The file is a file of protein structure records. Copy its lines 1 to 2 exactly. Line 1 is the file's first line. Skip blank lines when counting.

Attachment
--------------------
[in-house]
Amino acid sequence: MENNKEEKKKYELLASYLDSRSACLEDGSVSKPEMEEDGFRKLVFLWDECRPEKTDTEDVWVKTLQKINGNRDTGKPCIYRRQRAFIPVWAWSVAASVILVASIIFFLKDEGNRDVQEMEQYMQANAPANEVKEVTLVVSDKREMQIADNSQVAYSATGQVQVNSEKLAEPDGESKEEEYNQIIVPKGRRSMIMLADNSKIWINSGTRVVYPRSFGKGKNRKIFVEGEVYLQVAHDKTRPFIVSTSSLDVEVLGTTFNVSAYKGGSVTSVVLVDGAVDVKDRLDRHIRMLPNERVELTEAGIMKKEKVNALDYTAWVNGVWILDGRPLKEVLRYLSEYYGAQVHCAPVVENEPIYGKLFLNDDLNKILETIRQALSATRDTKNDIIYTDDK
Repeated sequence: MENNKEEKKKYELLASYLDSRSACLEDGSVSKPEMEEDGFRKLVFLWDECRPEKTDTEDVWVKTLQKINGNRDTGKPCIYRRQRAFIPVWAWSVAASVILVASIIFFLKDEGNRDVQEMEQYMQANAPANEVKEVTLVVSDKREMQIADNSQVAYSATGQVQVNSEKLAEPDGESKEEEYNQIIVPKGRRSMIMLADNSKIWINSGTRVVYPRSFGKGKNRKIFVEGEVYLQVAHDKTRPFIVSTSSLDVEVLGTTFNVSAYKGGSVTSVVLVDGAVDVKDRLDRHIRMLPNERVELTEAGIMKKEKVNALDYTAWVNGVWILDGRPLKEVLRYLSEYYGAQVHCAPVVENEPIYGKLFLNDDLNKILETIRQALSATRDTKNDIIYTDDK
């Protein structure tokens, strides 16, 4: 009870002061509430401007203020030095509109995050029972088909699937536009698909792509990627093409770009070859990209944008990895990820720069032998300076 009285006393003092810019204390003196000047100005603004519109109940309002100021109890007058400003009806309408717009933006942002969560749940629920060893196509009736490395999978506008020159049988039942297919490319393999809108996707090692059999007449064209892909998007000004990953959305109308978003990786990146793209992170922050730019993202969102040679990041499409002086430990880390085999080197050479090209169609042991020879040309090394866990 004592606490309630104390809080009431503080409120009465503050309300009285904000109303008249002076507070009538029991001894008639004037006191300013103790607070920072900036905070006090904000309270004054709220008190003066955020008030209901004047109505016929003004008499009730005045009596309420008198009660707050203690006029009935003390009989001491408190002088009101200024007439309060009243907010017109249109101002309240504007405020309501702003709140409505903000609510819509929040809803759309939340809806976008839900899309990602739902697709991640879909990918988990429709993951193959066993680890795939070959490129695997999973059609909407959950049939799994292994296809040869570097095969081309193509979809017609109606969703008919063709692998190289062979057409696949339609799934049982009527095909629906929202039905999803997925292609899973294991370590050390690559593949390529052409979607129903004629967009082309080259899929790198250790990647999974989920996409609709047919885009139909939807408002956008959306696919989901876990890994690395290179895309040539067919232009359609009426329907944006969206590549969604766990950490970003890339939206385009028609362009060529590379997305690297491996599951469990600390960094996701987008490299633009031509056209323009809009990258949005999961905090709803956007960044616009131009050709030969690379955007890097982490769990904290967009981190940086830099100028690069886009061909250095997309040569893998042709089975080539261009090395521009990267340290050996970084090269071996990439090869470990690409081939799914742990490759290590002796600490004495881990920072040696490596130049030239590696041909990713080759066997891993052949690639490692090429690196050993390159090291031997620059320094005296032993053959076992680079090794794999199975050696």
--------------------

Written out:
[in-house]
Amino acid sequence: MENNKEEKKKYELLASYLDSRSACLEDGSVSKPEMEEDGFRKLVFLWDECRPEKTDTEDVWVKTLQKINGNRDTGKPCIYRRQRAFIPVWAWSVAASVILVASIIFFLKDEGNRDVQEMEQYMQANAPANEVKEVTLVVSDKREMQIADNSQVAYSATGQVQVNSEKLAEPDGESKEEEYNQIIVPKGRRSMIMLADNSKIWINSGTRVVYPRSFGKGKNRKIFVEGEVYLQVAHDKTRPFIVSTSSLDVEVLGTTFNVSAYKGGSVTSVVLVDGAVDVKDRLDRHIRMLPNERVELTEAGIMKKEKVNALDYTAWVNGVWILDGRPLKEVLRYLSEYYGAQVHCAPVVENEPIYGKLFLNDDLNKILETIRQALSATRDTKNDIIYTDDK